Annotations

Editors note: This title was numbered as chapter 40, C.R.S. 1963. The substantive provisions of this title were repealed and reenacted in 1971, resulting in the addition, relocation, and elimination of sections as well as subject matter. For amendments to this title prior to 1971, consult the Colorado statutory research explanatory note beginning on page vii in the front of this volume. For a detailed comparison of this title, see the comparative tables located in the back of the index.

Editors note: This title was repealed and reenacted in 1971. For historical information concerning the repeal and reenactment, see the editors note following the title heading.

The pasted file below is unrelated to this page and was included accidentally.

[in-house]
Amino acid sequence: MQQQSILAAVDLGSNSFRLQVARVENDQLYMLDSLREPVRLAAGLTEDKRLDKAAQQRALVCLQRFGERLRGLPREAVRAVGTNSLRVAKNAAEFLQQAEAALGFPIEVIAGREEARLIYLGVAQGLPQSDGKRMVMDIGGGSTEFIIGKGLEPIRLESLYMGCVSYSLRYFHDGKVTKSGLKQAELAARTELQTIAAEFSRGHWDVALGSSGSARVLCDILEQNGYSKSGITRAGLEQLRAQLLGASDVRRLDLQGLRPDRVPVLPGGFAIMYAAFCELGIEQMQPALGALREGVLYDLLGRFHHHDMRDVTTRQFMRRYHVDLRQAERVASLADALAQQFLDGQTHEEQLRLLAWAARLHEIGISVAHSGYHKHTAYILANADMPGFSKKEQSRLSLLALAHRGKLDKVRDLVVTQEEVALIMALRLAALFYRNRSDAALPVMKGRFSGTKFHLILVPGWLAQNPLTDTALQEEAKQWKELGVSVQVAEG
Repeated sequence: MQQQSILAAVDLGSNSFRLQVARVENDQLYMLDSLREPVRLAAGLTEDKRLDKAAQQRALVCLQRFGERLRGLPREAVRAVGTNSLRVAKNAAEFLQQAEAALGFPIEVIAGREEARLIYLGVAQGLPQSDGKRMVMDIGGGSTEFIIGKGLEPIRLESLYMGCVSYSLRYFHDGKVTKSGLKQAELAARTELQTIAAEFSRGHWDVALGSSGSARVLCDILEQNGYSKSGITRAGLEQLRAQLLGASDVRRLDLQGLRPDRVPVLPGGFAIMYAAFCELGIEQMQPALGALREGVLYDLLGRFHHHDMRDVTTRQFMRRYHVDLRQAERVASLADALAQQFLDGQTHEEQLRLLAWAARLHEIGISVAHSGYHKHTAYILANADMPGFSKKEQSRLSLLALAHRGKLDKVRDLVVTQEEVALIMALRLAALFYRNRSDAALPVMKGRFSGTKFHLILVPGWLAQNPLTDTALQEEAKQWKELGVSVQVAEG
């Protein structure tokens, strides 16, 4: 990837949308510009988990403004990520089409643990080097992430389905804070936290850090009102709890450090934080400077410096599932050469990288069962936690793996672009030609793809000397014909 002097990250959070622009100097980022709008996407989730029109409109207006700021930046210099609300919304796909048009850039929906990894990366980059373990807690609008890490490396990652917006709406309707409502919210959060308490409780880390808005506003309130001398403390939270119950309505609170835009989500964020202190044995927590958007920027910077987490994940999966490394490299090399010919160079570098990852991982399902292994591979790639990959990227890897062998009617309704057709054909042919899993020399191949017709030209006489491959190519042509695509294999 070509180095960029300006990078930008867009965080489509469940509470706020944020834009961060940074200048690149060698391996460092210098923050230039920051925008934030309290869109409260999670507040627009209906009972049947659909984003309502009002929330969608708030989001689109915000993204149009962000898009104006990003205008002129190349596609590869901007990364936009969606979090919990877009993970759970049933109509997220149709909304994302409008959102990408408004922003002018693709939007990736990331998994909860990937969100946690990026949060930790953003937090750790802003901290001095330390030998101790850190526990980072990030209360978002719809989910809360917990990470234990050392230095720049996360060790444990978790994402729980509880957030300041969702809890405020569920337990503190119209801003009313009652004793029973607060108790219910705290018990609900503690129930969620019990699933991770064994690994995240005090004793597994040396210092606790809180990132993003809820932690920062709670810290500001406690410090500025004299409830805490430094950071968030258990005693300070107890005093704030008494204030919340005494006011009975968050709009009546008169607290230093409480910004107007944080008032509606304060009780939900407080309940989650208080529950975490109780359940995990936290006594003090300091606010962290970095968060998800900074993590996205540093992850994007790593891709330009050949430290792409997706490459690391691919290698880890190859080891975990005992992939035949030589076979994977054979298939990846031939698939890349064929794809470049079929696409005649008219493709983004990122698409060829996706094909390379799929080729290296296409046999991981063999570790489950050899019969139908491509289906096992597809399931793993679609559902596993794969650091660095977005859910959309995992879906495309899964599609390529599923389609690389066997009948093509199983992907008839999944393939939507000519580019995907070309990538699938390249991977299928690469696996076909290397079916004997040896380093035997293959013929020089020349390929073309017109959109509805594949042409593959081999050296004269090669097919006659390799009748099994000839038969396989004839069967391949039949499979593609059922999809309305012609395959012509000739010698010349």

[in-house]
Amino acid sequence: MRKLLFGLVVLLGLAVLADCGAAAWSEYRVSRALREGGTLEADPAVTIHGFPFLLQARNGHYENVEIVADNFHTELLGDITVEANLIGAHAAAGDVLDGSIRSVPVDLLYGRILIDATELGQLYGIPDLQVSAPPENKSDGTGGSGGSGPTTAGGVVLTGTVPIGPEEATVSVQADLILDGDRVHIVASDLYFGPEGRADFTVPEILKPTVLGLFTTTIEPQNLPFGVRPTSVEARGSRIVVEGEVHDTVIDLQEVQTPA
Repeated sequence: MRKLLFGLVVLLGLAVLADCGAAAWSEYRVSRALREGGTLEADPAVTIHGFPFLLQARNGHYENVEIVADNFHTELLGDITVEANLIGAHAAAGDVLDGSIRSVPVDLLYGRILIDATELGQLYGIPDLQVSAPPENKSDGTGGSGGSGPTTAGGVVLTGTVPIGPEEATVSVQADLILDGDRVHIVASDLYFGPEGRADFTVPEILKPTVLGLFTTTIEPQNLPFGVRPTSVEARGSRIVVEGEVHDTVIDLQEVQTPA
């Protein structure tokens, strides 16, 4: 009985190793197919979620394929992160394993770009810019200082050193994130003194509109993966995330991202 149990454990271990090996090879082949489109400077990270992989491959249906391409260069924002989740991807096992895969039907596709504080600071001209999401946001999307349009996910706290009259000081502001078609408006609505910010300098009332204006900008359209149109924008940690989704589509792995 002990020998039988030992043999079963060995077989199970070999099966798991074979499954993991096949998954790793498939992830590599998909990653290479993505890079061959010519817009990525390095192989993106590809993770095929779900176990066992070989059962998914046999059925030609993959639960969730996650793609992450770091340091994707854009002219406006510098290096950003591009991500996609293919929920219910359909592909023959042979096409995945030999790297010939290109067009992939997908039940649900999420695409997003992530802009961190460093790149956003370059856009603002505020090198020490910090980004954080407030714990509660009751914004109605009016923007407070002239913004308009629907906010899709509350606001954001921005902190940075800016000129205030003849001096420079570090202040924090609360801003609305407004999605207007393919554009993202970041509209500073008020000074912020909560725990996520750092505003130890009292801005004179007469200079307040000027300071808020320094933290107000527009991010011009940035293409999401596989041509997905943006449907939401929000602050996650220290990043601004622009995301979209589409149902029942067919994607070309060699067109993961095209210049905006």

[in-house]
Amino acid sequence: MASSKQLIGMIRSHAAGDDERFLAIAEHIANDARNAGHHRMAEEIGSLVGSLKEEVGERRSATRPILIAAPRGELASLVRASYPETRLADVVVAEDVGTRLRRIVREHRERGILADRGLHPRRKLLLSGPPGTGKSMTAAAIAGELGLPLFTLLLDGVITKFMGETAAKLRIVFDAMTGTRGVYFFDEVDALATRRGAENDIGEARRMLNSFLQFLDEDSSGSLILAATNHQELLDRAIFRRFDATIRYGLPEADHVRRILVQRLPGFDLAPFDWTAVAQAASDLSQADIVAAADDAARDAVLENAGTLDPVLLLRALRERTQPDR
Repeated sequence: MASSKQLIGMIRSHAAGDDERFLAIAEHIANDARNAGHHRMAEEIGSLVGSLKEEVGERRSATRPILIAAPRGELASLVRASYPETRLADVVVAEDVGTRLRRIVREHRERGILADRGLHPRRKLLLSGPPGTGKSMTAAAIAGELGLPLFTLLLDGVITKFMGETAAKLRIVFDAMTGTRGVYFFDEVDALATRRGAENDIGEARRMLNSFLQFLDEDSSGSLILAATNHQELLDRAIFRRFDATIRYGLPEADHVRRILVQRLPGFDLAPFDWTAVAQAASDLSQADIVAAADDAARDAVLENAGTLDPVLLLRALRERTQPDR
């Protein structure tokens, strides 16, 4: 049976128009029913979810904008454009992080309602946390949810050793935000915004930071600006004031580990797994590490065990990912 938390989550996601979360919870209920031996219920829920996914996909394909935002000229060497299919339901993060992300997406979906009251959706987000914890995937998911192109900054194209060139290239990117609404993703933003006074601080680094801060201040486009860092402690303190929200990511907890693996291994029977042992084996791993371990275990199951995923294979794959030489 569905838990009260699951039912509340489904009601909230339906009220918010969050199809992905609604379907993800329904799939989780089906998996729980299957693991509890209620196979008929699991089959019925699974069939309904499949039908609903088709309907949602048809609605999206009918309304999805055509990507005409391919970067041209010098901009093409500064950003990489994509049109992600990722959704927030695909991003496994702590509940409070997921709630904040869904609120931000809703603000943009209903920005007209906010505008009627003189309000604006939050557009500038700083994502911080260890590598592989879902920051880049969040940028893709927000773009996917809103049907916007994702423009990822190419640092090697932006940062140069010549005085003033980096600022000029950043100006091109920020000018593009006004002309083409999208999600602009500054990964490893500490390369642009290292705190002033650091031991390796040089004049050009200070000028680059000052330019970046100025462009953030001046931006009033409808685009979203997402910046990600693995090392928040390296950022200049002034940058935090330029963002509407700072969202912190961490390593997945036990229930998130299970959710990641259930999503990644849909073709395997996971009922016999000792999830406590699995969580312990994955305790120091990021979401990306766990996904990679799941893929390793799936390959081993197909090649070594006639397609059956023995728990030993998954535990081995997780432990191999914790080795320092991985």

Law reviews: For article, Criminal Law, which discusses Tenth Circuit decisions relating to criminal law, see 61 Den. L.J. 255 ; for article, Criminal Law, which discusses Tenth Circuit decisions dealing with criminal law, see 62 Den. U. L. Rev. 125 (1985); for a discussion of Tenth Circuit decisions dealing with criminal law, see 66 Den. U. L. Rev. 711 (1989) and 67 Den. U. L. Rev. 691 (1990); for article, Felony Sentencing in Colorado, see 18 Colo. Law. 1689 (1989); for article, 1990 Criminal Law Legislative Update, see 19 Colo. Law. 2049 (1990).

Law reviews: For article, 1994 Legislature Strengthens Domestic Violence Protective Orders, see 23 Colo. Law. 2327 (1994); for article, Dissolution of Marriage and Domestic Violence: Considerations for the Family Law Practitioner, see 37 Colo. Law. 43 (Oct. 2008).